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IMF: Wage freeze needed

Ricky Jordan

IMF: Wage freeze  needed

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THE INTERNATIONAL MONETARY Fund (IMF) believes Government’s layoffs in the new year will lower spending, but has suggested there be a wage freeze over time and downsizing by attrition in the public service.
In a grim report from the Washington-based organization yesterday at the end of ten-day Article IV consultations, Mission Chief for Barbados, Nicole Laframboise, described Government’s wages bill as the highest in the Caribbean.
“The central government wage bill rose to 10.3 per cent of GDP in 2012-13, the highest in the region, which together with interest payments limits room for investment spending,” she said.
She added, however, that IMF staff had taken note of the Government’s decision to reduce the Civil Service up front, which would lower spending and send a strong signal about policy commitment, but noted, that “alternatively, downsizing by attrition and implementing a wage formula that freezes the average wage per worker would also reduce the wage bill significantly over time and would contribute to lowering economy-wide labour costs.
“This is needed to raise Barbados’ external competitiveness, particularly given the nation’s deep commitment to its exchange rate peg,” Laframboise explained.
Noting that local authorities had agreed with IMF staff on the need for urgent policy adjustments and deeper reforms over an extended period, she said technical assistance from the fund for reform of statutory bodies was expected to start in early 2014.
Lamenting weak exports and tourism arrivals, along with slow growth which had led to a sharp increase in public debt and fiscal financing pressures, she said “real output is projected to fall by 0.7 per cent in 2013, inflation has declined and is forecast to average 2.3 per cent.
“Tourism receipts have remained flat and the current account deficit is projected to widen to 11.4 per cent of GDP this year. Together with a sharp drop in private capital inflows in 2013, international reserves have fallen this year to US$468 million at end-October”.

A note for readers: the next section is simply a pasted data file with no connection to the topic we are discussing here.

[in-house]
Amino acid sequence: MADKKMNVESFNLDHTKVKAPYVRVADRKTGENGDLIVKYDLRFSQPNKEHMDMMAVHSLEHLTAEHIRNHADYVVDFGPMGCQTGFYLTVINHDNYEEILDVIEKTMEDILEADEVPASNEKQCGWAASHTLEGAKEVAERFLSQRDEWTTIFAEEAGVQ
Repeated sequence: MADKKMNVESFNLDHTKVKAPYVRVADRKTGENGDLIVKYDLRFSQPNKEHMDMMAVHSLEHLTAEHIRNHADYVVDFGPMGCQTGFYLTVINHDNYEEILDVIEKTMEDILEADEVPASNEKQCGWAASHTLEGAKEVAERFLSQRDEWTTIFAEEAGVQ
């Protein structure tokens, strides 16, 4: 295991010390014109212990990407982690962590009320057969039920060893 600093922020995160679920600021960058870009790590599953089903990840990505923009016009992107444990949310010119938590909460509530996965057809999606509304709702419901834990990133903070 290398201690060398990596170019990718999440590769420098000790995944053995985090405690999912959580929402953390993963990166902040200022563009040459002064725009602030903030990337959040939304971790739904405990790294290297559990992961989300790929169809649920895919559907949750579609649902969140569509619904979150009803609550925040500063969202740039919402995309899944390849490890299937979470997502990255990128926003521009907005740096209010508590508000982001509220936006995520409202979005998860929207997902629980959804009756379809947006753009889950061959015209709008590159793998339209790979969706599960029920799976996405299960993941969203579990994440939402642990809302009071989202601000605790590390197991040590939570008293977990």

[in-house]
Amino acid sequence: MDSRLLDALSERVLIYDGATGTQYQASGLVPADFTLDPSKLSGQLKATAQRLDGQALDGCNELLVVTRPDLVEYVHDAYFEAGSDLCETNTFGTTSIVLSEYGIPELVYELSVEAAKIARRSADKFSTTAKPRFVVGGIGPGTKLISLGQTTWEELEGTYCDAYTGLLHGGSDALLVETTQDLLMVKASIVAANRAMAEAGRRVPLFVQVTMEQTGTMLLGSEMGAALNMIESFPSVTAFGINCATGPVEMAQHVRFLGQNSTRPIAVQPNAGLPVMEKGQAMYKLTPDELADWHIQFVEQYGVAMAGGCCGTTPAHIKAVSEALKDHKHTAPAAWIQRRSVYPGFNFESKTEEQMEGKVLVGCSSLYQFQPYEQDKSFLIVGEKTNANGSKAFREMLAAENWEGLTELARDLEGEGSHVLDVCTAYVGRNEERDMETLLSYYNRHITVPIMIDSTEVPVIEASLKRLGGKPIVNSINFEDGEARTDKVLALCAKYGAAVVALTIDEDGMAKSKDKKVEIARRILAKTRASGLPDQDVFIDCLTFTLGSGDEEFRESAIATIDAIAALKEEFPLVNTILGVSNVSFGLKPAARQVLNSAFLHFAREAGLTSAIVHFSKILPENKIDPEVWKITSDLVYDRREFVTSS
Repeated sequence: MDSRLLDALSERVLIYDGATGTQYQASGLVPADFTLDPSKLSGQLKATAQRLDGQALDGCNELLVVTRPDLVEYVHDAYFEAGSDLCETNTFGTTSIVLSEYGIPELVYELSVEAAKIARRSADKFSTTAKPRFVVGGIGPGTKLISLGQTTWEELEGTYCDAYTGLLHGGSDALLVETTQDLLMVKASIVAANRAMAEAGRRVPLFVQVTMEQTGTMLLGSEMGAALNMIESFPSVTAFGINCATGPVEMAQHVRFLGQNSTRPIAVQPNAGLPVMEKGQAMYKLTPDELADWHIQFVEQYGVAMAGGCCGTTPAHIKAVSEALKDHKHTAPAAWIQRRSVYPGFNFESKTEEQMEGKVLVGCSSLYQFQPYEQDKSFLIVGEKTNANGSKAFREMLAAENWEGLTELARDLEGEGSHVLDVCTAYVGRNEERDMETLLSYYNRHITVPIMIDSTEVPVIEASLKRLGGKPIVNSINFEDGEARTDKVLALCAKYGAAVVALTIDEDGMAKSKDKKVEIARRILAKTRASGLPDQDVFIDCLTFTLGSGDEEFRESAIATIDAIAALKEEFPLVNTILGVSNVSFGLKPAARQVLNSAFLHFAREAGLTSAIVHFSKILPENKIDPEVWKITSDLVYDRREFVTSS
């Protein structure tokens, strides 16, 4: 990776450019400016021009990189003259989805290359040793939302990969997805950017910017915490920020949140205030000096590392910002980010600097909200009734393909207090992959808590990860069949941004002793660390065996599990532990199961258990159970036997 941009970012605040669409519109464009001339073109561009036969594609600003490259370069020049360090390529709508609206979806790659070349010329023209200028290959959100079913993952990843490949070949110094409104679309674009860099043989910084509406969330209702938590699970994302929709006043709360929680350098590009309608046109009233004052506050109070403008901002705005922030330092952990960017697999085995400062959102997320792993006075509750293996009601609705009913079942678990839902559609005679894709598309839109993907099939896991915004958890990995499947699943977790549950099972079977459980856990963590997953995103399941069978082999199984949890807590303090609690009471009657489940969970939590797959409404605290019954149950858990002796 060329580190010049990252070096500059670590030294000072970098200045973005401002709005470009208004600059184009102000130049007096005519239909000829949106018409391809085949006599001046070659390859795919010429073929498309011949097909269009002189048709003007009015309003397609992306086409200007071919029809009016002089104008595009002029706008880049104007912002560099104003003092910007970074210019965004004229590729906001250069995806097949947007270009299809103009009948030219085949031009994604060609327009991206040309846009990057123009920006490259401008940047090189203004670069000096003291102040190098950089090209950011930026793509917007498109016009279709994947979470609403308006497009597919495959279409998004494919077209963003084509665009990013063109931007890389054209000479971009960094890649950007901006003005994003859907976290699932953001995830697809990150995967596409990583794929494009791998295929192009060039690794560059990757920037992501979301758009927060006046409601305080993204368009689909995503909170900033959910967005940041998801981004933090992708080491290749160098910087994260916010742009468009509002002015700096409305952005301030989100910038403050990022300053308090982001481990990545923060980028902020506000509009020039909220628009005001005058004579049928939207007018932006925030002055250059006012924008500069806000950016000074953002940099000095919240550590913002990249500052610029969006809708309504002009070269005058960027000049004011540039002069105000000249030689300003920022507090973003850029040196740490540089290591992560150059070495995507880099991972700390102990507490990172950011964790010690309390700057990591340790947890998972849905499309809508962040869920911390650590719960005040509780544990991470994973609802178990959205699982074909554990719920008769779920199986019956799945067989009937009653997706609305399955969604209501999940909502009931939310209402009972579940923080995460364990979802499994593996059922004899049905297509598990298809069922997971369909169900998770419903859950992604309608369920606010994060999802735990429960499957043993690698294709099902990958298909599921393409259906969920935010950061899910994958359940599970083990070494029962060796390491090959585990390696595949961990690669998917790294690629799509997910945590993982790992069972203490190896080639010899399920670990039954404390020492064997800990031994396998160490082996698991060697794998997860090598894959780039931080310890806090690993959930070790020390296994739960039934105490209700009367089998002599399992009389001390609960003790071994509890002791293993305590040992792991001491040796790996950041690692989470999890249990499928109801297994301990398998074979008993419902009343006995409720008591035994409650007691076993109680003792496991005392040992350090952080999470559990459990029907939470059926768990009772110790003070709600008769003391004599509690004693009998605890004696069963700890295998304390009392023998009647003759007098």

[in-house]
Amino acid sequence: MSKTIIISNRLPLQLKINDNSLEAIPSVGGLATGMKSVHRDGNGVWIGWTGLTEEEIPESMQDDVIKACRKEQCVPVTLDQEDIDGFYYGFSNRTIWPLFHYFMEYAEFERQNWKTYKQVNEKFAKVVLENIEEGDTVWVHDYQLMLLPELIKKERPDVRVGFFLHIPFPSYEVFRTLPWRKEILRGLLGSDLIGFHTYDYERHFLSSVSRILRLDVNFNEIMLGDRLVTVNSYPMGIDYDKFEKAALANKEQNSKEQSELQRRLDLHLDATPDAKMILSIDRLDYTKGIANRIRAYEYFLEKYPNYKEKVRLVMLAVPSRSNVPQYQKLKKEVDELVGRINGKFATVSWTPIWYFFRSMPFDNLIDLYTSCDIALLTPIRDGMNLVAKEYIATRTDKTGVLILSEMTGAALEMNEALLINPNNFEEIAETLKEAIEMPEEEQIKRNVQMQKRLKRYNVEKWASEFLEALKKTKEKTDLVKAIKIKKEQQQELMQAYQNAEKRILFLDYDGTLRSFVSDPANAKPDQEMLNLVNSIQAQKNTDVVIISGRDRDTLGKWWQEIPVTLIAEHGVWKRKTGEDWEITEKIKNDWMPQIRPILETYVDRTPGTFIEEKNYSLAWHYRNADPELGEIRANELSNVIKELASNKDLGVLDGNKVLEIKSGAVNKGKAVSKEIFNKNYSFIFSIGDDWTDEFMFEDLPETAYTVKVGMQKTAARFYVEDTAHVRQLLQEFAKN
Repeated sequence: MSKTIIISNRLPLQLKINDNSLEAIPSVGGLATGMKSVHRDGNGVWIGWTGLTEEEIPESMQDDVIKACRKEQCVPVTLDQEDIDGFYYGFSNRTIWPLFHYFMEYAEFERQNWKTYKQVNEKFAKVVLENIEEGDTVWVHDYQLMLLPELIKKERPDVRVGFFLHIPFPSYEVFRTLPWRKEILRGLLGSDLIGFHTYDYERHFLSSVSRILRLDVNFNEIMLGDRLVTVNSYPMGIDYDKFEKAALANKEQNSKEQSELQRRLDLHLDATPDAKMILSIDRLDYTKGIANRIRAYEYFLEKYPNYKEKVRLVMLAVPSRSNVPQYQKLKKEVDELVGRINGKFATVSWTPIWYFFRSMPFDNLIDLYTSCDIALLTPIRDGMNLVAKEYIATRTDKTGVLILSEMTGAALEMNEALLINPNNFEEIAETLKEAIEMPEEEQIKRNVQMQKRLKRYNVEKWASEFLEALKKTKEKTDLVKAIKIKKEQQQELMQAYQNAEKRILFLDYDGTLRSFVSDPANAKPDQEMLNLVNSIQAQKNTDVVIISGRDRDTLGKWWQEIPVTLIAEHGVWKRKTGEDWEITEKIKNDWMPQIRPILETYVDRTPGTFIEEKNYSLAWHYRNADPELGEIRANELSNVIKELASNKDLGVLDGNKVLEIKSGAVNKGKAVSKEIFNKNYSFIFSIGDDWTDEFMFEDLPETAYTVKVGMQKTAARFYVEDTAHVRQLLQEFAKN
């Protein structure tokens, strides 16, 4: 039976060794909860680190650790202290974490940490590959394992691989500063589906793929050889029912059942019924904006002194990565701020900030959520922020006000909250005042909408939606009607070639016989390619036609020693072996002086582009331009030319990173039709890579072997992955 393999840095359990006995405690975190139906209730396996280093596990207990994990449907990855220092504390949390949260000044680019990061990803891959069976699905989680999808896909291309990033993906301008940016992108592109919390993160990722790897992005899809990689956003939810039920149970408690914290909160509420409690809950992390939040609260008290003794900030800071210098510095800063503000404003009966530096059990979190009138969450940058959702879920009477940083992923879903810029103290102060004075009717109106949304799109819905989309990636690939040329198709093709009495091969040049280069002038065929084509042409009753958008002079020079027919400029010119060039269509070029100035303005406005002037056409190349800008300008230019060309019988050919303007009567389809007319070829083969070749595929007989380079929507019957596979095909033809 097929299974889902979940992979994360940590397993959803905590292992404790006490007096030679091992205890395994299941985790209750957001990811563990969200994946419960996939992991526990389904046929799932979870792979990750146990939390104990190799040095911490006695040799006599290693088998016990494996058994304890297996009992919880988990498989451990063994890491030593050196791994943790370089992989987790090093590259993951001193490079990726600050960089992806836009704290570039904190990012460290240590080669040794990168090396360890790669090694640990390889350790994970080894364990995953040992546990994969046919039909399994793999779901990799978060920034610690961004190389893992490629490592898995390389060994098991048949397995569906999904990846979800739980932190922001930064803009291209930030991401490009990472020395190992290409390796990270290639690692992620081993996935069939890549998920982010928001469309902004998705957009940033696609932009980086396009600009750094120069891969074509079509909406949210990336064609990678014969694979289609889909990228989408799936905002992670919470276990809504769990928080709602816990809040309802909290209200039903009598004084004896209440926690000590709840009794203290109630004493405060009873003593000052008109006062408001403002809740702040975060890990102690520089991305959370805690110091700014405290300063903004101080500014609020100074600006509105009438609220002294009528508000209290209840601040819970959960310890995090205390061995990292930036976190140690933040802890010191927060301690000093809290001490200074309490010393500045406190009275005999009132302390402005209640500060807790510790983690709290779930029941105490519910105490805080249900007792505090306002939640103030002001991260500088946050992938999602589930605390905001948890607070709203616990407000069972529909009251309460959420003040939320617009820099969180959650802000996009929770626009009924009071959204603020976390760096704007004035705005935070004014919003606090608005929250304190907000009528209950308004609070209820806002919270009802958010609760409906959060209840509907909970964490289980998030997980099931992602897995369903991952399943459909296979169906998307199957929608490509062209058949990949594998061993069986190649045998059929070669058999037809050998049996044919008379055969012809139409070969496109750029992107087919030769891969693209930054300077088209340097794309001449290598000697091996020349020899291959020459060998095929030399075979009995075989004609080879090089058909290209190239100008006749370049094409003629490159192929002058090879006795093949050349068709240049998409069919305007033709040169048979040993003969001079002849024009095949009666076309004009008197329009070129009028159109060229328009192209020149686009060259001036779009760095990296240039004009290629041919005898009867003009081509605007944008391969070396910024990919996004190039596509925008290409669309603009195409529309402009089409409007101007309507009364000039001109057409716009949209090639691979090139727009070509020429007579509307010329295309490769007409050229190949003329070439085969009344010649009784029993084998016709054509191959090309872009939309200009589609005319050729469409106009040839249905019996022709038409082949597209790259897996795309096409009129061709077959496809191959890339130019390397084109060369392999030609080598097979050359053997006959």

The mission chief said a strategic, comprehensive approach was therefore needed to address the underlying weaknesses in public finances and to increase efficiency in the public sector, and noted that policy formulation should be guided by a medium-term fiscal anchor to reduce central government debt.
“A fundamental review of the tax system is warranted,” she added. “The authorities have requested technical assistance on this from the IMF. The goal would be to broaden the revenue base, which has been seriously eroded by statutory and discretionary waivers.”
Observing that there was scope to “greatly improve the targeting of social spending and lower costs” Laframboise pointed to duplication across Government ministries, and noted that some social programmes such as childcare and housing were “not well targeted and may be benefiting middle and higher income groups at the expense of the most needy”.
She therefore called for an immediate independent oversight mechanism tasked with enforcing compliance and accountability, and an urgent review of the operations of the main state entities with a view to identifying their strategic purpose, reducing losses and raising efficiency.
“Vigilance and strong regulation and supervision will be important in the period ahead, as continued economic weaknesses could further weaken asset quality.
“The oversight of commercial banks should be strengthened by better monitoring of credit risks and collateral values, as well as aligning the provisioning schedule more closely with international norms,” she said.
The mission chief and her colleague Sorhab Rafiq left Barbados yesterday after meeting with Minister of Finance Chris Sinckler, Minister of Tourism Richard Sealy, Minister of Industry and Small Business Development Donville Inniss, Central Bank Governor Dr DeLisle Worrell, members of the legislature, and representatives from the private sector, labour unions and academia.